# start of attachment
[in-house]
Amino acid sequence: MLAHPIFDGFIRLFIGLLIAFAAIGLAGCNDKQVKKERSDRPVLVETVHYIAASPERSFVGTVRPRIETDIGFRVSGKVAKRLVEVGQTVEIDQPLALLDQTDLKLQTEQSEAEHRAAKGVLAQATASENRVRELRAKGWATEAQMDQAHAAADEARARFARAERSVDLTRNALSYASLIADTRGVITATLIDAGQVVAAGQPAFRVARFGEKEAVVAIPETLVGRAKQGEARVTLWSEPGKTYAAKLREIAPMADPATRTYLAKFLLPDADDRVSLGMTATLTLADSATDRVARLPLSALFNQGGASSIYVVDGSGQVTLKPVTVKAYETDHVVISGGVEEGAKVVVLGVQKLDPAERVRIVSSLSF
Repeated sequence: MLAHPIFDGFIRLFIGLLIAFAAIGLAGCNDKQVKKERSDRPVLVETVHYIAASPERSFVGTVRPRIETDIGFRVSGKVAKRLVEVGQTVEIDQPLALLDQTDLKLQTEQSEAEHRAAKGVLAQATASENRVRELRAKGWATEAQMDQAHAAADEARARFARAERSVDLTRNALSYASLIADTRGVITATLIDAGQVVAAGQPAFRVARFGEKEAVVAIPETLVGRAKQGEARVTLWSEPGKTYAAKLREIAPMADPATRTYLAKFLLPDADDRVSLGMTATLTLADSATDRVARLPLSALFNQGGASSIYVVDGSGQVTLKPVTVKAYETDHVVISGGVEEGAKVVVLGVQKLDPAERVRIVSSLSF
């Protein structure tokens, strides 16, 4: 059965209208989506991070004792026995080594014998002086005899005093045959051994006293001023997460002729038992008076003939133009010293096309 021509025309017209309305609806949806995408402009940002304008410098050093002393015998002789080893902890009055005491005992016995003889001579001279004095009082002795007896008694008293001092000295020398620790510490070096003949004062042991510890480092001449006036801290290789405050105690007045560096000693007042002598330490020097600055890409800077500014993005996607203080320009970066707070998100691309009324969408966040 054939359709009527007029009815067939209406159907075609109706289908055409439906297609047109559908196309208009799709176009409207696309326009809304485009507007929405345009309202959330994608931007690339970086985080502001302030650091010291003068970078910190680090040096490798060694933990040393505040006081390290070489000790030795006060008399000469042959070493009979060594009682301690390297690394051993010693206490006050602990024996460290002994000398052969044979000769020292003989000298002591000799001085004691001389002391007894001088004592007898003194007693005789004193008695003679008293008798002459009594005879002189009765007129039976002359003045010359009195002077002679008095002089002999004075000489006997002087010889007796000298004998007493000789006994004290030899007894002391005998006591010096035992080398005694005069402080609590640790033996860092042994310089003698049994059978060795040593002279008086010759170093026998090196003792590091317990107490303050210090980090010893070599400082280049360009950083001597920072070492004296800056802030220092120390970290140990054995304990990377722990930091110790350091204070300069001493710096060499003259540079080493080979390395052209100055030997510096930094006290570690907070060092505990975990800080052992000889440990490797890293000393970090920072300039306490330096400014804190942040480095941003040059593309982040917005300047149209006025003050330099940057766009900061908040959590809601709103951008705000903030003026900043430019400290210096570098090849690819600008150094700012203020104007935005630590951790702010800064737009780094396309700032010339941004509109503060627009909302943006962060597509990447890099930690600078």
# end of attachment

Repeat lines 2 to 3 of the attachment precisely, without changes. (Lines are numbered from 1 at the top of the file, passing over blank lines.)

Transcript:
Amino acid sequence: MLAHPIFDGFIRLFIGLLIAFAAIGLAGCNDKQVKKERSDRPVLVETVHYIAASPERSFVGTVRPRIETDIGFRVSGKVAKRLVEVGQTVEIDQPLALLDQTDLKLQTEQSEAEHRAAKGVLAQATASENRVRELRAKGWATEAQMDQAHAAADEARARFARAERSVDLTRNALSYASLIADTRGVITATLIDAGQVVAAGQPAFRVARFGEKEAVVAIPETLVGRAKQGEARVTLWSEPGKTYAAKLREIAPMADPATRTYLAKFLLPDADDRVSLGMTATLTLADSATDRVARLPLSALFNQGGASSIYVVDGSGQVTLKPVTVKAYETDHVVISGGVEEGAKVVVLGVQKLDPAERVRIVSSLSF
Repeated sequence: MLAHPIFDGFIRLFIGLLIAFAAIGLAGCNDKQVKKERSDRPVLVETVHYIAASPERSFVGTVRPRIETDIGFRVSGKVAKRLVEVGQTVEIDQPLALLDQTDLKLQTEQSEAEHRAAKGVLAQATASENRVRELRAKGWATEAQMDQAHAAADEARARFARAERSVDLTRNALSYASLIADTRGVITATLIDAGQVVAAGQPAFRVARFGEKEAVVAIPETLVGRAKQGEARVTLWSEPGKTYAAKLREIAPMADPATRTYLAKFLLPDADDRVSLGMTATLTLADSATDRVARLPLSALFNQGGASSIYVVDGSGQVTLKPVTVKAYETDHVVISGGVEEGAKVVVLGVQKLDPAERVRIVSSLSF